I grew up Baptist – the kind of Baptist that had “Deacons” instead of Elders. From what I remember, they were a board of men who served alongside the Pastor, but not with much decision-making power, and certainly no spiritual oversight or shepherding responsibilities. From what I recall, the Deacons took care of the finances and the Pastor did all the shepherding. And the congregation voted – on EVERYTHING! It felt like a spiritual democracy of sorts.
As I became an adult and began studying for ministry, I became aware of different models of church government. You could say it was an awakening of sorts. I realized that what I had grown up with was not necessarily the best, or the most Biblical model. Over the years, I’ve had my understanding tweaked on countless occasions, and have come to see that the New Testament does give pretty clear guidance, at least regarding what the Apostles expected/intended to be the “norm” in the new covenant church.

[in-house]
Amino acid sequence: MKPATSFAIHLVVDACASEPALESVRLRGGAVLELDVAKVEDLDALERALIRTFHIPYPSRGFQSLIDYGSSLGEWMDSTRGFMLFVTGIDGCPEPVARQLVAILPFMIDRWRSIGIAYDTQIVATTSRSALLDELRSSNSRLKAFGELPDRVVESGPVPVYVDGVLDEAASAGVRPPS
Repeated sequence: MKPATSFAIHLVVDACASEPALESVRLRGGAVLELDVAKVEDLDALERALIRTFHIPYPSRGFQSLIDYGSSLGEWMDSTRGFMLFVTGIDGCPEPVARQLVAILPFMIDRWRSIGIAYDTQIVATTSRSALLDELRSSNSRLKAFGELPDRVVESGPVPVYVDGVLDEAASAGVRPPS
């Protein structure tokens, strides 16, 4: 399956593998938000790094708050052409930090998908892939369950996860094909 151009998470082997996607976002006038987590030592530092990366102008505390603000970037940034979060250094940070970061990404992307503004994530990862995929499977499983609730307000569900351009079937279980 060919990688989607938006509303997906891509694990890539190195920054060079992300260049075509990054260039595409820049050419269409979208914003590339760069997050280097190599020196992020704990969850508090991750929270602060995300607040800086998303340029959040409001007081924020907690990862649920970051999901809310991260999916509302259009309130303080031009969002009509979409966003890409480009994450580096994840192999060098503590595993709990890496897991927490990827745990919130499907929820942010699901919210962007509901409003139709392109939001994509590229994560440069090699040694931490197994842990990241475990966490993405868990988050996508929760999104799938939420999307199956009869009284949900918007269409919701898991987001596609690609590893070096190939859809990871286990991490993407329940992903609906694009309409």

Once I moved into positions of primary leadership in the church, I began to face the difficulties of implementing that guidance. Every existing church has its own set of traditions regarding leadership, well examined or not. Often, men are serving as Elders who never should have been placed in that position in the first place. Evaluation is needed and adjustments may need to be made. A delicate task, to say the least!
Brand new churches (of which I’ve been a part of two) have to start from scratch. That’s a better situation in some regards (no traditions to overcome), but harder in others (not a lot of “qualified” candidates for serving as Elders). Then you face the harsh reality of having to figure out HOW to go about the process. You must identify good candidates, assess their qualifications and readiness, and equip them for the role. What I’ve found is that if you take those three tasks seriously, you have a job of epic proportions on you hands!
This series of posts is about that process… It will include principles and tips to help church leaders go about the very necessary task of identifying, assessing, and equipping candidates for the role of Elder.
I’ve recently published my first book – “The Elder Training Handbook” that covers all of these blog posts in much more detail. If you’d like to find a copy for yourself, go to the FREE tab at the top of this blog. There you’ll find options for the free E-book download of the ETH, as well as an option to buy a hard-copy and have it shipped to you.